Part 1: Event-driven serverless architecture for supporting EMR Spot Instance Fleet in AWS DataPipeline

Siddharth Sharma
4 min readNov 1, 2018


This post describes the problem statement, implementation, and the learnings of how we solved an AWS limitation using AWS services.

I’ll write another follow-up post to describe how we implemented CI/CD, monitoring and alerting for this system.

We heavily use AWS DataPipeline to orchestrate our data-processing. All our batch jobs use Spark or MapReduce and run on AWS EMR clusters with EMRFS as the S3 connector for HDFS.

These clusters are transient in nature i.e. they are created on-demand and terminated as soon as the processing completes and use EC2 Spot Instances with a mix of instance families (m3, m5d, c3, c5d etc.) and types (m3.xlarge, c3.2xlarge, m5d.xlarge etc).

On an average, we spin ~3000 clusters daily using ~100,000 Spot Instances. For such large scale, Spot Instances provide us with unlimited capacity and massive savings (up to 90% savings off on-demand price).

Daily EMR & EC2 Scale


To provision Spot Instances with lowest cost, we’ve our custom in-house algorithm which queries AWS Spot Market for pricing history to determine the best Availability Zone(AZ) which has the lowest bid price in a given region. This worked great until we started observing EMR bootstrapping failures due to the unavailability of Spot Instances in the chosen AZ.

To mitigate this, we’ve built fault tolerance in our system by retrying once more in the next cheapest AZ, and then falling back to on-demand on 3rd attempt. This fallback technique gave us some SLA guarantee but incurred extra cost.


Back in 03/17, AWS had announced Instance Fleet support for EMR. With Instance Fleet, given a choice of instances and AZs, AWS will automatically provision the desired capacity in an AZ with the lowest cost and best capacity. We decided to give Instance Fleet a try and were quite pleased with the results of

  • Less interruption
  • Low cost
  • Less code — no need to maintain and update pricing algorithm

However, we hit a roadblock when we realized that AWS DataPipeline doesn’t support most of the newer EMR features including

  • Instance Fleet
  • Security Configurations
  • Custom AMI

Since we’d a good understanding of the internals of DataPipeline, we decided to add support for Instance Fleet ourselves.


Assuming you’ve basic understanding of the following AWS services

  • DataPipeline — Orchestration service to build data pipelines
  • EMR — Managed Hadoop service
  • SQS — Managed queuing service
  • SNS — Managed topic service
  • Lambda — Serverless computing
  • DynamoDb — Managed NoSQL store
  • CloudWatch — Monitoring and alerting service

Below is the serverless architecture that we finalized on and implemented in less than a month.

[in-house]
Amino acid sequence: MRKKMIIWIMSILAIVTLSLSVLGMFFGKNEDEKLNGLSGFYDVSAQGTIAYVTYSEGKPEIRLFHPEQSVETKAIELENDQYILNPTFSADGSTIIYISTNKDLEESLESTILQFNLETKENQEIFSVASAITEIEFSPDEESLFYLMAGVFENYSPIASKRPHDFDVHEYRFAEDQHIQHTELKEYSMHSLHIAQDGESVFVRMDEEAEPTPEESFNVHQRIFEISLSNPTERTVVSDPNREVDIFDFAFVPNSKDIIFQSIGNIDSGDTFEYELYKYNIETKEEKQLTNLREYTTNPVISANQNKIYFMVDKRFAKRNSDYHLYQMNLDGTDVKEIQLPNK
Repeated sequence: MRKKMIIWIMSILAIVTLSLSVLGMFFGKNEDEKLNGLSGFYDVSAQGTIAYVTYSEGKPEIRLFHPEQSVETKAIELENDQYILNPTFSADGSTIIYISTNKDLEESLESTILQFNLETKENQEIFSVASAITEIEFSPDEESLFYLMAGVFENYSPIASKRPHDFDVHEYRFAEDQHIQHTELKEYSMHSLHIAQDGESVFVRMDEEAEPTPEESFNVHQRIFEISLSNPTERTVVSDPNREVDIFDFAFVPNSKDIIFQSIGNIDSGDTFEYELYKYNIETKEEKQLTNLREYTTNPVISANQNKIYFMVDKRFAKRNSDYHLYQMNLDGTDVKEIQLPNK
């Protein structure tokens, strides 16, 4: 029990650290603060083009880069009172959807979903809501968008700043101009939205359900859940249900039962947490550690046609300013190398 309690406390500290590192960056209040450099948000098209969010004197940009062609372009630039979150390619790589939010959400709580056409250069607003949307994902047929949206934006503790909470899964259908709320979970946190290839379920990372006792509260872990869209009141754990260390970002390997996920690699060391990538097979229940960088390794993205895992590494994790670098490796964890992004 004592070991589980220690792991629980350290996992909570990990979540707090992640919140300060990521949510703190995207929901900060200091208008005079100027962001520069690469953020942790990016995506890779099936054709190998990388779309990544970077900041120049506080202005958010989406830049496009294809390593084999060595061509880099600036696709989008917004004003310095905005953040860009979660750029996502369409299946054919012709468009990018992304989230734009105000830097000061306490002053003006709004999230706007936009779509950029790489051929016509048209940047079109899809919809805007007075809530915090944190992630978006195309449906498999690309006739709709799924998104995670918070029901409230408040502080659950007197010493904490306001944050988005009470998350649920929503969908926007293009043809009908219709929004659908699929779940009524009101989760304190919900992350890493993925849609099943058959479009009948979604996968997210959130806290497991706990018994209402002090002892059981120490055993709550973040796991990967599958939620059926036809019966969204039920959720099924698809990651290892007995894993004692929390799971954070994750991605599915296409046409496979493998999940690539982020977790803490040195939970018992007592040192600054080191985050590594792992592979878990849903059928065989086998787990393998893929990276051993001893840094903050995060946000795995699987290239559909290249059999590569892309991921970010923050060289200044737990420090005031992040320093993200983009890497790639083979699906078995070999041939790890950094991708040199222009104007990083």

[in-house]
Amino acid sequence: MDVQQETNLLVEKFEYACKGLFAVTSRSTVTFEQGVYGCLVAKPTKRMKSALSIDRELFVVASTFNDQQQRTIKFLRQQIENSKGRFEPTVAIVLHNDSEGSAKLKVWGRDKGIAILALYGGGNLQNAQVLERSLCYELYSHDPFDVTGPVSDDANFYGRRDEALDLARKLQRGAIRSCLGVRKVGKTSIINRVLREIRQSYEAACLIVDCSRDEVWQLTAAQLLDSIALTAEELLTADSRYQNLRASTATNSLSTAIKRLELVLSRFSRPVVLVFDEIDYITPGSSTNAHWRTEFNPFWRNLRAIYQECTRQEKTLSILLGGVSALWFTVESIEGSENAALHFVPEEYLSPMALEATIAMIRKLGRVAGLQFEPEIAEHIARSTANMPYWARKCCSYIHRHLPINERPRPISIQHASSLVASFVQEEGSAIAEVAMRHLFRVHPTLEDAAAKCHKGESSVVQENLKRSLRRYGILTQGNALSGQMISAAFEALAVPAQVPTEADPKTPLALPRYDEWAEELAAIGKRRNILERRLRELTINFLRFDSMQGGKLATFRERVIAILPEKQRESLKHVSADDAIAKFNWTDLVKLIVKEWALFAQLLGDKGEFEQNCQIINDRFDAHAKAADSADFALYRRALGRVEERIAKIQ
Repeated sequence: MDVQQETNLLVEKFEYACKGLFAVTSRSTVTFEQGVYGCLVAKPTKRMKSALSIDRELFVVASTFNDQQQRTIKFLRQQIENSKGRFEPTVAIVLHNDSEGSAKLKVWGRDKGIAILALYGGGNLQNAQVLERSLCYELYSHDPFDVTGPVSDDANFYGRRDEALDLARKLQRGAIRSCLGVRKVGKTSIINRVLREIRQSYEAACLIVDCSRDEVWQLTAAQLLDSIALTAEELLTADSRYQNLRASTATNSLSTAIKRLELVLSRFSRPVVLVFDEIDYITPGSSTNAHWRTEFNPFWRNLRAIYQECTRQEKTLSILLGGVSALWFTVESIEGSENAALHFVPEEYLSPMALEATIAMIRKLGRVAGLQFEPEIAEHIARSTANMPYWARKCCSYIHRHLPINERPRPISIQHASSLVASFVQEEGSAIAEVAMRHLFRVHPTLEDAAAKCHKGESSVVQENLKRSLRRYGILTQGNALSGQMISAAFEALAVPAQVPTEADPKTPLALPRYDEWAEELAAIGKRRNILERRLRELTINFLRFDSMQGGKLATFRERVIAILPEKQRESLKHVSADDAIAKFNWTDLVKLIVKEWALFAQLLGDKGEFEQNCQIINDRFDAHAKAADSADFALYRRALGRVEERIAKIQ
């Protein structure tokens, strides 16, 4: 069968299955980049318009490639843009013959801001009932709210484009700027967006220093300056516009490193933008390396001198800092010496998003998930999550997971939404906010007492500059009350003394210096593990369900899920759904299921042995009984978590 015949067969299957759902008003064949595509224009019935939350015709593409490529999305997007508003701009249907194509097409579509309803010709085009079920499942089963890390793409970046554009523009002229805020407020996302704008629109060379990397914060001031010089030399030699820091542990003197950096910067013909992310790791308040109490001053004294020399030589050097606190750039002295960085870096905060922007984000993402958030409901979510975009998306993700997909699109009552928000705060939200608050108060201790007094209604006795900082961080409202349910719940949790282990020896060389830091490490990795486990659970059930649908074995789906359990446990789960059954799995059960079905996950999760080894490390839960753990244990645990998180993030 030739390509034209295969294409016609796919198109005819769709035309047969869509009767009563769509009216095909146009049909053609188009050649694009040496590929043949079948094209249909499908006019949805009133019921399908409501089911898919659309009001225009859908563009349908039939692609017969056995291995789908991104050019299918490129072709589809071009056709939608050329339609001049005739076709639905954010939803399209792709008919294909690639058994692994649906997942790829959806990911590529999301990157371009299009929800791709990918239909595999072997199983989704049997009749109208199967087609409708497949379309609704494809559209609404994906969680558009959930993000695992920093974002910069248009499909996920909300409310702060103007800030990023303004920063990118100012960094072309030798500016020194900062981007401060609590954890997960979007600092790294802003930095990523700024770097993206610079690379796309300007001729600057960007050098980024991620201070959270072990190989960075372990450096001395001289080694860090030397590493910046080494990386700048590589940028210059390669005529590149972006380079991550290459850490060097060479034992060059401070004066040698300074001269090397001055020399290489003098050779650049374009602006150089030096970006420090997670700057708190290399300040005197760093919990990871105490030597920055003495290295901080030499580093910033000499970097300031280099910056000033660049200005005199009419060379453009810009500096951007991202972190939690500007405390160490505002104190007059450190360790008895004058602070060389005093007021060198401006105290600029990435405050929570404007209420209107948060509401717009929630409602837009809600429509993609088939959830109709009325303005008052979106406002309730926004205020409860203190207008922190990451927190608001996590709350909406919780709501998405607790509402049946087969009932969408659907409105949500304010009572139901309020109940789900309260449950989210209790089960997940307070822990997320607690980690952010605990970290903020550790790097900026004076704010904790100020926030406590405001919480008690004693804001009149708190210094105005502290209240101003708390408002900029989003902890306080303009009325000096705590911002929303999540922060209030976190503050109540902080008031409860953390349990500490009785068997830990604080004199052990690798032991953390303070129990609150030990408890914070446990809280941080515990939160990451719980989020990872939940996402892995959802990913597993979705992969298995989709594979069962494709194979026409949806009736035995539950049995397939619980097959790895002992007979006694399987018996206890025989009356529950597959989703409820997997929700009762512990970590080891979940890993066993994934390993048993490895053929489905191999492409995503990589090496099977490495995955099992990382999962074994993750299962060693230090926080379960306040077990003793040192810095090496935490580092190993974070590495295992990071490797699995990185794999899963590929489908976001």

Instance Fleet for EMR in DataPipeline


  1. To use EMR with Instance Fleet within a data pipeline, create a ShellCommandActivity to invoke a runnable jar and provide json serialized pipeline definition as an argument
  2. Within the runnable method, deserialize the pipeline definition and trigger an EMR cluster with Instance Fleet (encapsulates spot market pricing and instance fleet logic)
  3. Install DataPipeline Task Runner with a unique WorkerGroup name as the first step on EMR master node
  4. Store mapping of PipelineId = List<ClusterIds> in DynamoDb
  5. Run one or more EMRActivity on above WorkerGroup
  6. Upon successful completion of all activities, invoke a ShellCommandActivity to send a message with PipelineId to an SNS topic
  7. SNS topic is subscribed by SQS
  8. SQS is subscribed by AWS Lambda as an event source
  9. Lambda reads List<ClusterIds> for the given PipelineId from DynamoDb.
  10. Lambda terminates EMR cluster(s)
  11. Upon failure of any activity, DataPipelines send a message with WorkerGroup name to SNS topic. Steps 6–10 are repeated


This solved our minimum requirement of Instance Fleet, but we’re losing out on a key DataPipeline feature — Terminate After.

To mitigate this, we added a few more components to mimic the Terminate After feature

  1. If a cluster defines terminate after property, an SQS message with terminate after value in epoch is sent to a specific queue with max visibility timeout 15 mins as of today
  2. SQS is subscribed by AWS Lambda as an event source
  3. Lambda compares current epoch ≥ message epoch and either terminates the cluster or resends the message back in the queue to be processed after 15 mins

There was one more use case where developers were manually deleting DataPipelines without terminating linked EMR clusters.

To mitigate this, we

  1. Created a CloudWatch Rule Event to send an SQS message to above queue with epoch = now for every DataPipeline that was deleted explicitly


  1. To build event-driven serverless architecture, we need to break down the system into smaller loosely coupled stateless components. Any communication between these components should be done using message passing only.
  2. Use SQS for message queuing and retrying
  3. Use SNS for broadcasting to multiple subscribers
  4. Use CloudWatch Event Rules to periodically trigger any event (serverless cron)
  5. Monitor Lambda error rate and execution time using CloudWatch Metrics and CloudWatch Logs. We’re also in process of shipping Lambda CloudWatch logs to SumoLogic

P.S. This is my debut on medium :-)



Siddharth Sharma

Do-er | Think-er | *Ops | Big Data. Opinions are my own